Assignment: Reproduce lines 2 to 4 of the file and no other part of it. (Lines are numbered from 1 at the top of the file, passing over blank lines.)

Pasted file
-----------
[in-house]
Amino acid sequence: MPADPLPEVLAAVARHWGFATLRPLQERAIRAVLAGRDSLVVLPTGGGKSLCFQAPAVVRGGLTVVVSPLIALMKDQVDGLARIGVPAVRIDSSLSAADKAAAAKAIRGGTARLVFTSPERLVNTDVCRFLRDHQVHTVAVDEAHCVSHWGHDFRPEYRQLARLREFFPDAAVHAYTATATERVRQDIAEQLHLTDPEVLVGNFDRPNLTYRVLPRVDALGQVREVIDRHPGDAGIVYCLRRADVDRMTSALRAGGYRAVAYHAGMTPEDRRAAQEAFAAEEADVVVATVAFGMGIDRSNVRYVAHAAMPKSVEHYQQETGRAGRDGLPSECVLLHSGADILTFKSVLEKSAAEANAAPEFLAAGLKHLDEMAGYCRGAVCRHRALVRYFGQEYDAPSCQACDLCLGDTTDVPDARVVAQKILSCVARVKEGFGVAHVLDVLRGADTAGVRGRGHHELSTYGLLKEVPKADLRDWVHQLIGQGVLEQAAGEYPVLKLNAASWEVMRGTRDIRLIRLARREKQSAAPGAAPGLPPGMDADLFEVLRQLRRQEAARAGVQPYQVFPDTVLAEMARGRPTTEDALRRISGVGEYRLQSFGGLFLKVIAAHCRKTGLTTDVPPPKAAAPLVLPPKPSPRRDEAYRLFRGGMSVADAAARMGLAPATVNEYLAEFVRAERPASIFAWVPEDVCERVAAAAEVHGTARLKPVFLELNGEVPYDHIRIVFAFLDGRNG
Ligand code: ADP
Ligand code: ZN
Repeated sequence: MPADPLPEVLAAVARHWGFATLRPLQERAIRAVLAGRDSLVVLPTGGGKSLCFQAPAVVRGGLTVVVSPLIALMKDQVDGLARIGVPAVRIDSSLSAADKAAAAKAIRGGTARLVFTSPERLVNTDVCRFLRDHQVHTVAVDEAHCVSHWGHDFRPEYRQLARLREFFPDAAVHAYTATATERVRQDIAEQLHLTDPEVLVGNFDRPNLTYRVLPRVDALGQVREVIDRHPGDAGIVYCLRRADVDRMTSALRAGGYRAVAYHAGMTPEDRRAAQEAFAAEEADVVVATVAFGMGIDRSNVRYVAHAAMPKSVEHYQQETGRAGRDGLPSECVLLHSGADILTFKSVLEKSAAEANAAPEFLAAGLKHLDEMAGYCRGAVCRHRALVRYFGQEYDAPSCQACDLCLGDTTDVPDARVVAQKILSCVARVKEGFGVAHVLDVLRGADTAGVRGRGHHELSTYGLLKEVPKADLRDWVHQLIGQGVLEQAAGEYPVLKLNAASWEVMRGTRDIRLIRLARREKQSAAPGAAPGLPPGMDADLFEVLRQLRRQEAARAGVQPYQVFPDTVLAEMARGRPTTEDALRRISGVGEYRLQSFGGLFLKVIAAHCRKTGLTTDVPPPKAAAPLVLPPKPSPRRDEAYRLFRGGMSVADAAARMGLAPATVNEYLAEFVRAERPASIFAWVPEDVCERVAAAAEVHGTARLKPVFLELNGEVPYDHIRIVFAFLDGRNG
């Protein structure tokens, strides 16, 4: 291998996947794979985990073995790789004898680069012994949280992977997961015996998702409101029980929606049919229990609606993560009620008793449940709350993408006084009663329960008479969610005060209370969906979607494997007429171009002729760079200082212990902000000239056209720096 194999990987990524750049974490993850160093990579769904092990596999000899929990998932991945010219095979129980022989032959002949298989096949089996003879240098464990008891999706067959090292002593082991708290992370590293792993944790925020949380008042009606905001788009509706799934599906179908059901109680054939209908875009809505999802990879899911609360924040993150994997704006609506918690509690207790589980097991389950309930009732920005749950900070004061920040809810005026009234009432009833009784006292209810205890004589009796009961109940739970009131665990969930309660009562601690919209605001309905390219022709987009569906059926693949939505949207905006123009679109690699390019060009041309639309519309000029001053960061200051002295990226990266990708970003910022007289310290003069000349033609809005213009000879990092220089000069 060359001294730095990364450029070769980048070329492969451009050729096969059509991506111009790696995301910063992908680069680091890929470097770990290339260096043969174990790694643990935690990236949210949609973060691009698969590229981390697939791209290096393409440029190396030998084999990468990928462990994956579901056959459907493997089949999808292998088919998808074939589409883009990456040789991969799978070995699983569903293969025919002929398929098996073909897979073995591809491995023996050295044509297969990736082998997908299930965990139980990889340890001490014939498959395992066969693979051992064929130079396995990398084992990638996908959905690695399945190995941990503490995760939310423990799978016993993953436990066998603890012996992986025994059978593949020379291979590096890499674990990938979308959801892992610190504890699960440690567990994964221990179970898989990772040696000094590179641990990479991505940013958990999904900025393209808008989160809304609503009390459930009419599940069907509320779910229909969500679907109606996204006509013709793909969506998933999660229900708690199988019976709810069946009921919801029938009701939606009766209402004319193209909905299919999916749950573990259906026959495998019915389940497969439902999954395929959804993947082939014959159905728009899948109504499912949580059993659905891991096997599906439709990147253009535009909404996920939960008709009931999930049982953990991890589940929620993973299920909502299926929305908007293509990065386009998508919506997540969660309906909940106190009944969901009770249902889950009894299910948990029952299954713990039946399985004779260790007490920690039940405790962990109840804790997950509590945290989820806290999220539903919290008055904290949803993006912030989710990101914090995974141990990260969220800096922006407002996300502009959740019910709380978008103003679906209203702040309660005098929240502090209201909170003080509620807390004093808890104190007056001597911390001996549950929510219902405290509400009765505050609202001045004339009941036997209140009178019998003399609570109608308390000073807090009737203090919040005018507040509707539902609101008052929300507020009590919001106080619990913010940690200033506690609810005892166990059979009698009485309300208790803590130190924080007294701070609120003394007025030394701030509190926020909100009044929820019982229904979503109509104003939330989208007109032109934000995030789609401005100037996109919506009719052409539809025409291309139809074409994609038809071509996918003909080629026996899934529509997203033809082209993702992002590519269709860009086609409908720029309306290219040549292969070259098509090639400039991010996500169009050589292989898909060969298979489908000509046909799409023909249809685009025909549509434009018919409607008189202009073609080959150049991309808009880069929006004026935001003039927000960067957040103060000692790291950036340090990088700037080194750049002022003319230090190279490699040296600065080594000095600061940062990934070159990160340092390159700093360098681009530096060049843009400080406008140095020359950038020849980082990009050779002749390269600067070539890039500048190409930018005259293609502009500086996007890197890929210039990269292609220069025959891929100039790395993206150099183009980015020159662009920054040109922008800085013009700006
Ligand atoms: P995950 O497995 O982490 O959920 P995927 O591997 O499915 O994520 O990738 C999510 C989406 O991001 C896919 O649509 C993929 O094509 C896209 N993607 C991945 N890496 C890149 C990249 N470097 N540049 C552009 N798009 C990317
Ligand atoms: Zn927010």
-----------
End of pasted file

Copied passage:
Amino acid sequence: MPADPLPEVLAAVARHWGFATLRPLQERAIRAVLAGRDSLVVLPTGGGKSLCFQAPAVVRGGLTVVVSPLIALMKDQVDGLARIGVPAVRIDSSLSAADKAAAAKAIRGGTARLVFTSPERLVNTDVCRFLRDHQVHTVAVDEAHCVSHWGHDFRPEYRQLARLREFFPDAAVHAYTATATERVRQDIAEQLHLTDPEVLVGNFDRPNLTYRVLPRVDALGQVREVIDRHPGDAGIVYCLRRADVDRMTSALRAGGYRAVAYHAGMTPEDRRAAQEAFAAEEADVVVATVAFGMGIDRSNVRYVAHAAMPKSVEHYQQETGRAGRDGLPSECVLLHSGADILTFKSVLEKSAAEANAAPEFLAAGLKHLDEMAGYCRGAVCRHRALVRYFGQEYDAPSCQACDLCLGDTTDVPDARVVAQKILSCVARVKEGFGVAHVLDVLRGADTAGVRGRGHHELSTYGLLKEVPKADLRDWVHQLIGQGVLEQAAGEYPVLKLNAASWEVMRGTRDIRLIRLARREKQSAAPGAAPGLPPGMDADLFEVLRQLRRQEAARAGVQPYQVFPDTVLAEMARGRPTTEDALRRISGVGEYRLQSFGGLFLKVIAAHCRKTGLTTDVPPPKAAAPLVLPPKPSPRRDEAYRLFRGGMSVADAAARMGLAPATVNEYLAEFVRAERPASIFAWVPEDVCERVAAAAEVHGTARLKPVFLELNGEVPYDHIRIVFAFLDGRNG
Ligand code: ADP
Ligand code: ZN